Take a look at the smartphone you’re holding right now. Chances are, if you’re an Android or smartphone enthusiast, you’ll be holding a top-of-the-line device. You might even be reading this article on one right now. At the very least, it’s likely a mid-range smartphone or a top-end device from a year or two ago.
As much as 83% of smartphones sold in the U.S. in 2011 were priced at $250 and above. But according to a study by research firm Informa, this figure could drastically change. By 2017, entry-level smartphones will dominate the market. The analytics firm defined entry-level phones as those that cost $150 or less.
Informa says that by 2017, such device will take at least 50% of market share, while higher-end devices will dwindle to 33%.
Looking deeper into the analysis, we uncover a few trends:
- Shift from expensive monthly plans to cheaper plans or prepaid. Carriers are moving away from the subsidy model, such as T-Mobile, which announced a full switch to Value plans by 2013. This means that consumers will start seeing how expensive devices really are once they start paying for the phones (even in installments). As such, your $200 phone will actually be $650 if not factored into the contract plan. Check out our guide to prepaid plans, in case you’re planning to shift to pay-as-you-go.
- Shift in the manufacturing business models. Informa says there will only be two types of manufacturers. One is the innovator, which produces the more expensive, top-end gadgets. The other is the follower, which will adopt the innovations introduced by innovators and market these a few months or years down the line in cheaper devices meant for mass-market.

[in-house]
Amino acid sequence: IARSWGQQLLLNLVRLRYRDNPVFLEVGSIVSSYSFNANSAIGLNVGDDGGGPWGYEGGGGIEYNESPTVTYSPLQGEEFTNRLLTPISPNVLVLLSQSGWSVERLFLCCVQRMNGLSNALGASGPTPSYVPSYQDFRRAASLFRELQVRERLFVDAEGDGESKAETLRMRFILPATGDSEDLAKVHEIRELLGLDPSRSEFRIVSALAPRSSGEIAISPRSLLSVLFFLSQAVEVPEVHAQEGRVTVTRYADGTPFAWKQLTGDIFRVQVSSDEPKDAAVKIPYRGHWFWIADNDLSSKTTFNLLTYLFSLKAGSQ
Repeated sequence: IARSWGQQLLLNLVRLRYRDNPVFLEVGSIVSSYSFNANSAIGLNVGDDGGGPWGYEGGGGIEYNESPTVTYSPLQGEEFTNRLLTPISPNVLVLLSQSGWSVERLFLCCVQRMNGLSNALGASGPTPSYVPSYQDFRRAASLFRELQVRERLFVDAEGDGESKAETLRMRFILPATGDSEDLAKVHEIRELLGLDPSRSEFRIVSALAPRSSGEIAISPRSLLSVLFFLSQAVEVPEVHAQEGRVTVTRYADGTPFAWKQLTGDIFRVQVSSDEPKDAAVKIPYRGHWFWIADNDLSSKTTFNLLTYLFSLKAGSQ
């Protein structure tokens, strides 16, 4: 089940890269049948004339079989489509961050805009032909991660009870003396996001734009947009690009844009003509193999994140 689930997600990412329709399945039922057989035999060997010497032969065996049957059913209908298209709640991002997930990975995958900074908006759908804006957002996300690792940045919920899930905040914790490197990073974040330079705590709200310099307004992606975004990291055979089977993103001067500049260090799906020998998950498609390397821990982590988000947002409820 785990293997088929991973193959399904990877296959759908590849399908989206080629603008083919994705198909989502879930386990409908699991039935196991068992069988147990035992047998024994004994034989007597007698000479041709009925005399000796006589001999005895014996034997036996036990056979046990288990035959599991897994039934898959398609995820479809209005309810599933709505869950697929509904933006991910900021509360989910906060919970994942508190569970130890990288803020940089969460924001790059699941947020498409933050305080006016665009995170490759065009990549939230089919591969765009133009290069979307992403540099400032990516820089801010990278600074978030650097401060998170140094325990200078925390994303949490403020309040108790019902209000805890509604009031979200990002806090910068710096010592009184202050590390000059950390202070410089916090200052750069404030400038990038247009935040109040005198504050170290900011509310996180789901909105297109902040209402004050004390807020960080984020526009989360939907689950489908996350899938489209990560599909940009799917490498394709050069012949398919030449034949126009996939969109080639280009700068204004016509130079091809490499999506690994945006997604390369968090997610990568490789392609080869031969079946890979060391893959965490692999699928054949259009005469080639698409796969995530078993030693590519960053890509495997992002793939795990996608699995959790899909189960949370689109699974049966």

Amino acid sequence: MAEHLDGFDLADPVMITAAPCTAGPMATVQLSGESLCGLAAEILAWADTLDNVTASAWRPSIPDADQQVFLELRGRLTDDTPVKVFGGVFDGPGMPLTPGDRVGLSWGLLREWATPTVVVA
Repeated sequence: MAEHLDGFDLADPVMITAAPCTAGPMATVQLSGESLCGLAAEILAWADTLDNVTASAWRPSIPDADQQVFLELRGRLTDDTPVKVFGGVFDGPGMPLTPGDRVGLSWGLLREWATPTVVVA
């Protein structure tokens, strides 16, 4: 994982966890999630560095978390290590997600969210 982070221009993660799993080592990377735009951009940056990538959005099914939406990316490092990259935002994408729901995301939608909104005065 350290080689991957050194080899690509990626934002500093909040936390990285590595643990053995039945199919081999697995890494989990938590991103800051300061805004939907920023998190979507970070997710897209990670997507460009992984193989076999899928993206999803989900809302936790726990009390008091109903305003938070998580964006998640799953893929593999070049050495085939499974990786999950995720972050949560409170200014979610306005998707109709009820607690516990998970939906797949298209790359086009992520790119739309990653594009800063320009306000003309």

- Manufacturers will feel the crunch. Informa says that brands that churn out high-end devices expecting a hefty profit margin will soon see their margins dwindle. Firms are expected to reduce their product lines to just a few quality models each year, and many companies will struggle to keep afloat given these market dynamics.
- Apple and Samsung are still likely to dominate in the years to come. Android is growing, although Apple is still sitting on tons of cash, which means it can still compete even as it has begun shifting production facilities back to the U.S., which could potentially increase manufacturing costs and reduce their profit margins.
Informa says that by 2017, the market will be split between high-end smartphones that will require carrier subsidy and contract, and cheaper, sub-$150 smartphones that users are likely to purchase outright and without a contract. We are actually seeing the start of this trend already, with low-cost carrier offerings from both established carriers and MVNOs, including Boost Mobile, MetroPCS and the like.
In terms of the negative implications, there’s the possibility that the smartphone experience will be diluted because of the dominance of cheap Android devices. If you’re not getting the full capabilities of your device, then you’re probably not enjoying the platform to the fullest, which explains the so-called Android engagement paradox.
Of course, mobile users outside of the U.S. — such as those in Europe and Asia — are likely to attest to this trend already, with the carrier pricing models in these regions vastly different from those in the U.S. Are Americans ready to ditch the contract and subsidy, and go prepaid instead?